her? Either way, she didn’t know how to defend herself against his mockery. It was mild and good-natured, though, unlike Jon’s abrasive snark, and she hadn’t had an interaction like this with a male—bantering but not confrontational—for so long. She felt lost, vulnerable in her too-comfy clothes, unprotected against his judgments. But his eyes kept smiling at her, and so, she fought for balance. Tried to think up an appropriately scathing reply. He surprised her, though, by adding, “Well, I guess you
pretty clever,” a concession her own husband had never willingly made.

It rendered her speechless.

Aaron glanced around the kitchen, seemingly oblivious to her faltering. “Do you want me to grab spoons, napkins, creamers or something?”

“Umm, no,” she managed. “I’ve got it.”

“Seriously, I have three older sisters, remember? I won’t faint if you ask me to pull the half-and-half out of the fridge.”

She couldn’t take much more of this. She either had to lasso her fear of speaking her mind in front of him or kick Aaron out of her house. She had a big personality and she
to be intimidated by some guy she could’ve babysat for as a teen. Now was the time to draw her weapons. “Why are you being so nice to me? Do I seem that pathetic to you? That in need of self-esteem bolstering?”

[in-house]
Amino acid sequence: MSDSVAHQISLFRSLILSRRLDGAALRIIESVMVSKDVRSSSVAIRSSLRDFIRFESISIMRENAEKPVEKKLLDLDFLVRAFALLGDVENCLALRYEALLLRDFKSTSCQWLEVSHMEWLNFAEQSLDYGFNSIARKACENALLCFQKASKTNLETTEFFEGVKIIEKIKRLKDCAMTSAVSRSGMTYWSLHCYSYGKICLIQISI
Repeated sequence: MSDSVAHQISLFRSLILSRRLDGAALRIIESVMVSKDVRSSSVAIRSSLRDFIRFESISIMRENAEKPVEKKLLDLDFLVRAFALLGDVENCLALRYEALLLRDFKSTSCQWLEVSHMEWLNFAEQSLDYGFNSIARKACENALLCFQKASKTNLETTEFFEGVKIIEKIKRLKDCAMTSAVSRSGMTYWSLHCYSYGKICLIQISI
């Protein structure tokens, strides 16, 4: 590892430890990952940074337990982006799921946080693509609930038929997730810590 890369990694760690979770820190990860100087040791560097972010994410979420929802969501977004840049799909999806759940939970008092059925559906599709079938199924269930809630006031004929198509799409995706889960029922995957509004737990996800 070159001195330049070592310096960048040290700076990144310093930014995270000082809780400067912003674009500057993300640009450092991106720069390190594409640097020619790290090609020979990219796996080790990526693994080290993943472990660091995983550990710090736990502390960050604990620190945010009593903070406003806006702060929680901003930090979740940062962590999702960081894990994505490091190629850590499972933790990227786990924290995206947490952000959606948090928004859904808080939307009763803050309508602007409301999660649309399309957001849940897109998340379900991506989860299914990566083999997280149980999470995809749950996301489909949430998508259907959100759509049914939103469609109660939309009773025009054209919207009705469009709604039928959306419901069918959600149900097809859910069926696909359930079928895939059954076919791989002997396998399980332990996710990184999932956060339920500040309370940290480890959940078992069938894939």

He squinted at her. “What?”

She couldn’t allow herself to back down an inch. She had to come on strong, forceful, opinionated. Take control of the conversation and shape it to her own specifications. She had to rip into him. Project confidence even if she were nowhere near to feeling it. “Oh, I’m onto you,” she claimed.
A lie. A total lie.
She had no freakin’ idea what was running through the man’s mind. “I know all this flattery and helpfulness comes with ulterior motives. You don’t just want tea, do you? You want cookies, too.”

He laughed again, as if finally getting the joke. “Oh, you just
you know my Machiavellian plan. Not likely, neighbor.”

Her breath caught in her esophagus for a split second, but she pushed it out, laughed lightly and pulled two Tweety Bird mugs (they matched her kettle) from the cabinet. She poured. “Milk? Cream? Sugar?”

“None of the above.”

She raised an eyebrow at him. “Grapes? Pistachios? Snickerdoodles?”

“Snickerdoodles.” He grinned at her.